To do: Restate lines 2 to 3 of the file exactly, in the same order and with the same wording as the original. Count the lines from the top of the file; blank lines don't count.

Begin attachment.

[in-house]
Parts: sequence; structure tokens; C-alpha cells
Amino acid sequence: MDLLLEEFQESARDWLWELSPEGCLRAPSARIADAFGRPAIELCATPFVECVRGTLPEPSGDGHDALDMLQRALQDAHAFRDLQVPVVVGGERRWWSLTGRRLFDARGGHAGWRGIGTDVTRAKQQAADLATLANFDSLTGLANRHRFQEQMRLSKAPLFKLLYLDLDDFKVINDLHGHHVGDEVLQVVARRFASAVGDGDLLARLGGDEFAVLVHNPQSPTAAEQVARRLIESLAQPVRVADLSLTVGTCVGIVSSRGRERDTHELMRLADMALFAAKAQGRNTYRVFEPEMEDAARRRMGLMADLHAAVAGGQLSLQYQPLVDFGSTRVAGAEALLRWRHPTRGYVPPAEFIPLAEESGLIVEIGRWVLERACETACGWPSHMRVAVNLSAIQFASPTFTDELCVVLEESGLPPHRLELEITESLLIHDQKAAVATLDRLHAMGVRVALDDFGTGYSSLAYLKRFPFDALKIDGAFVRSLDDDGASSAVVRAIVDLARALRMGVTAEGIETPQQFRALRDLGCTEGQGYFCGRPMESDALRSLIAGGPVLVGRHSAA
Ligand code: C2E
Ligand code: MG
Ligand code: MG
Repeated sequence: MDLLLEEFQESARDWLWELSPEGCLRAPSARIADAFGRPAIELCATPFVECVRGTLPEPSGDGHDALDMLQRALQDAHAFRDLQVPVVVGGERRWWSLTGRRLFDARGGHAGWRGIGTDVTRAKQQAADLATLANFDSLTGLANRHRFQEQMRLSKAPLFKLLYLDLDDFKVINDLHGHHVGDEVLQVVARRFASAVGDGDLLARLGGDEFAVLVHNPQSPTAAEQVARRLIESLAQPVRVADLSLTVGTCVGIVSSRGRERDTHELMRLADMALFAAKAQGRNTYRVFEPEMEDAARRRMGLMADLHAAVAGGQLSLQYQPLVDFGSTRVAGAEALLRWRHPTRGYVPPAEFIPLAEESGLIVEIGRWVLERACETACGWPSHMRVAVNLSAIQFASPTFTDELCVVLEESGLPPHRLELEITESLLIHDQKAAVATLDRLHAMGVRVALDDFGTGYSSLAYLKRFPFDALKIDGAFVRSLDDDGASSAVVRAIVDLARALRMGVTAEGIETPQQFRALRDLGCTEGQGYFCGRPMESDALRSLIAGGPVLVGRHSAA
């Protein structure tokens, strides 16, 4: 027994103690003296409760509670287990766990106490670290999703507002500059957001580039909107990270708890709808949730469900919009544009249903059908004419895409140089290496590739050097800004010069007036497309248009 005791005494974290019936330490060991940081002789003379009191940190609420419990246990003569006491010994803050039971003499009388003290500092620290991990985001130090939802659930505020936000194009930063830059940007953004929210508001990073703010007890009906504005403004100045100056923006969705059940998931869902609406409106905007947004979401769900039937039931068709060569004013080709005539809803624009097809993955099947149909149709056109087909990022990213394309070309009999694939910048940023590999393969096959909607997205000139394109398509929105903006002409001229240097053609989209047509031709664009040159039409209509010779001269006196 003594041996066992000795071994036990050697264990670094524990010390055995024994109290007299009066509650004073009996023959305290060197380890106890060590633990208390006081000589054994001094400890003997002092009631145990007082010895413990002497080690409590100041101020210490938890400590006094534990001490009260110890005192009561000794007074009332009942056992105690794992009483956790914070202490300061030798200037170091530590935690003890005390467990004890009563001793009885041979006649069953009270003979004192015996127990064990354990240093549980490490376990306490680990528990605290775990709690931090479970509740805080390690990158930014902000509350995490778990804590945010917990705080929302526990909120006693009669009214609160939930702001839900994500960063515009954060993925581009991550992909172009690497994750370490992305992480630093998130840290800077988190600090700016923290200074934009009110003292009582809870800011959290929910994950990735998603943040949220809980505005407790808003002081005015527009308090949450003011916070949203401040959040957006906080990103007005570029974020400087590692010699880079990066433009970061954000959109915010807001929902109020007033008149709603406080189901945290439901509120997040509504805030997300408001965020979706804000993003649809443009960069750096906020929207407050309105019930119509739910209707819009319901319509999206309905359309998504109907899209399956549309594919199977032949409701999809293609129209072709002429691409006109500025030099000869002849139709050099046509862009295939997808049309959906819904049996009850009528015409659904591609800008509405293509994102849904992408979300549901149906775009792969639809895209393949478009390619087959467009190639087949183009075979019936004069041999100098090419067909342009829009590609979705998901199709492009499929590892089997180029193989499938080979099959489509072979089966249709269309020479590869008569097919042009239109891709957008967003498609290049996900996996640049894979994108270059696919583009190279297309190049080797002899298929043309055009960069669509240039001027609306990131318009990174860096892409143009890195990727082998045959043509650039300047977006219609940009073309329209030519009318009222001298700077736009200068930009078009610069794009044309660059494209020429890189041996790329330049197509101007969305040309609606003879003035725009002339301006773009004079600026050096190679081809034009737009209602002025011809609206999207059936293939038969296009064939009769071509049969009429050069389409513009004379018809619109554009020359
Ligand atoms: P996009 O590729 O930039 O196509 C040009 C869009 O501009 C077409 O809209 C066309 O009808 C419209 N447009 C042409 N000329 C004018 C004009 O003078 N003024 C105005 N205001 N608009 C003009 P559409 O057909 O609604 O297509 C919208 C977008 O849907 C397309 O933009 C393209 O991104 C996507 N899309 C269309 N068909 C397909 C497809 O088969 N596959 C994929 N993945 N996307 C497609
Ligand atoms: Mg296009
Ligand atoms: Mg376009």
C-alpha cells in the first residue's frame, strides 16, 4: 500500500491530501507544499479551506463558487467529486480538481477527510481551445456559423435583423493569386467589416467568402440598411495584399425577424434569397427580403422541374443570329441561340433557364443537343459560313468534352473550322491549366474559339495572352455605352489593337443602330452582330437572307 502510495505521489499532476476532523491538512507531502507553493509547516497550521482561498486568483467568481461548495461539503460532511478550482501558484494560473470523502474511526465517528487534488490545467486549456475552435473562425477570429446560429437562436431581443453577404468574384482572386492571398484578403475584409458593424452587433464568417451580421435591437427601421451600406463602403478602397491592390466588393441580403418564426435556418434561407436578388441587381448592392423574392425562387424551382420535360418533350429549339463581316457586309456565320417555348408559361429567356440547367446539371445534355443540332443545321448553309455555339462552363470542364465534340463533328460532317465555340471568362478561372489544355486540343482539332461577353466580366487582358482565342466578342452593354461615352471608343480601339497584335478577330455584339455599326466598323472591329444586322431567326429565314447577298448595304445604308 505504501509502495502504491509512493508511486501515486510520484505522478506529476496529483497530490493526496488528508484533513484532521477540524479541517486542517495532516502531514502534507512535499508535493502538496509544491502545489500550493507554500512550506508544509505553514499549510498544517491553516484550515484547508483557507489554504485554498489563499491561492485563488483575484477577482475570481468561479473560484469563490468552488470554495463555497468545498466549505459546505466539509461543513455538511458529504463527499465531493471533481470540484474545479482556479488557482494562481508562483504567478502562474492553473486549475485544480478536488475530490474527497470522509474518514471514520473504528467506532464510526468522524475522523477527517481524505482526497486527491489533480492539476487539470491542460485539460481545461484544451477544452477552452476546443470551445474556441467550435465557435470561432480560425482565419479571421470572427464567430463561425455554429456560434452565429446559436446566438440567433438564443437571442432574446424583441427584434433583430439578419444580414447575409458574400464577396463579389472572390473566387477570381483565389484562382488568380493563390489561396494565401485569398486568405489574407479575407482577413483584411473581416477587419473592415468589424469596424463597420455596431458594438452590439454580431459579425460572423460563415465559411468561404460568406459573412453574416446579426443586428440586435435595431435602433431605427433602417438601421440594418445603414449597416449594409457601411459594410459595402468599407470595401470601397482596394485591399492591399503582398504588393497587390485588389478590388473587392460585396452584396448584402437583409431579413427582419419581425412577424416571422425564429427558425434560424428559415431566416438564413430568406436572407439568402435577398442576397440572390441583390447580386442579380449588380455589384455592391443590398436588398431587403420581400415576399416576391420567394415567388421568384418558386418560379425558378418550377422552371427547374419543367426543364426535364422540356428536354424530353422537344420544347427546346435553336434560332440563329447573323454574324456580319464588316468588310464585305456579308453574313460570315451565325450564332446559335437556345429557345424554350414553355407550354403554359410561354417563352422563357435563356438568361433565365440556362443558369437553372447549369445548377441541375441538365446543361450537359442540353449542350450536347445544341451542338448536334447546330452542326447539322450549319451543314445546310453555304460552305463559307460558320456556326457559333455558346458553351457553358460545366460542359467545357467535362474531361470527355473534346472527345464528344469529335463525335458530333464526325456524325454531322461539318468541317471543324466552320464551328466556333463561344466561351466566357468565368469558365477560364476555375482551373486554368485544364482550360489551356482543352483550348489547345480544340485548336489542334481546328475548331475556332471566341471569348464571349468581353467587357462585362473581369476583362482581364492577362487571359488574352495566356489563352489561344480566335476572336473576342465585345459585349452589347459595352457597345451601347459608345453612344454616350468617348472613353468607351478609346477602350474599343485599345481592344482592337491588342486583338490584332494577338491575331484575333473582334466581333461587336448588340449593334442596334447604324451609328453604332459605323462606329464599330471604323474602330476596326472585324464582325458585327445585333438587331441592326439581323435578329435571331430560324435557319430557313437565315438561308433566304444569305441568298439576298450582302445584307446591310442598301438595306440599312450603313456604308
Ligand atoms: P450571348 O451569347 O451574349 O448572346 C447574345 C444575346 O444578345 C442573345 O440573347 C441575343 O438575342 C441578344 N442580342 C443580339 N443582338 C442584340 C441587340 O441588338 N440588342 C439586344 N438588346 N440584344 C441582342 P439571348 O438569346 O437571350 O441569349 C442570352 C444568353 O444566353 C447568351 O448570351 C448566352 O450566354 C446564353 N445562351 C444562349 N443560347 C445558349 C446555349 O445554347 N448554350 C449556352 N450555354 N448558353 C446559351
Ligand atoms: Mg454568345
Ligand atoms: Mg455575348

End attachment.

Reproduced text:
Parts: sequence; structure tokens; C-alpha cells
Amino acid sequence: MDLLLEEFQESARDWLWELSPEGCLRAPSARIADAFGRPAIELCATPFVECVRGTLPEPSGDGHDALDMLQRALQDAHAFRDLQVPVVVGGERRWWSLTGRRLFDARGGHAGWRGIGTDVTRAKQQAADLATLANFDSLTGLANRHRFQEQMRLSKAPLFKLLYLDLDDFKVINDLHGHHVGDEVLQVVARRFASAVGDGDLLARLGGDEFAVLVHNPQSPTAAEQVARRLIESLAQPVRVADLSLTVGTCVGIVSSRGRERDTHELMRLADMALFAAKAQGRNTYRVFEPEMEDAARRRMGLMADLHAAVAGGQLSLQYQPLVDFGSTRVAGAEALLRWRHPTRGYVPPAEFIPLAEESGLIVEIGRWVLERACETACGWPSHMRVAVNLSAIQFASPTFTDELCVVLEESGLPPHRLELEITESLLIHDQKAAVATLDRLHAMGVRVALDDFGTGYSSLAYLKRFPFDALKIDGAFVRSLDDDGASSAVVRAIVDLARALRMGVTAEGIETPQQFRALRDLGCTEGQGYFCGRPMESDALRSLIAGGPVLVGRHSAA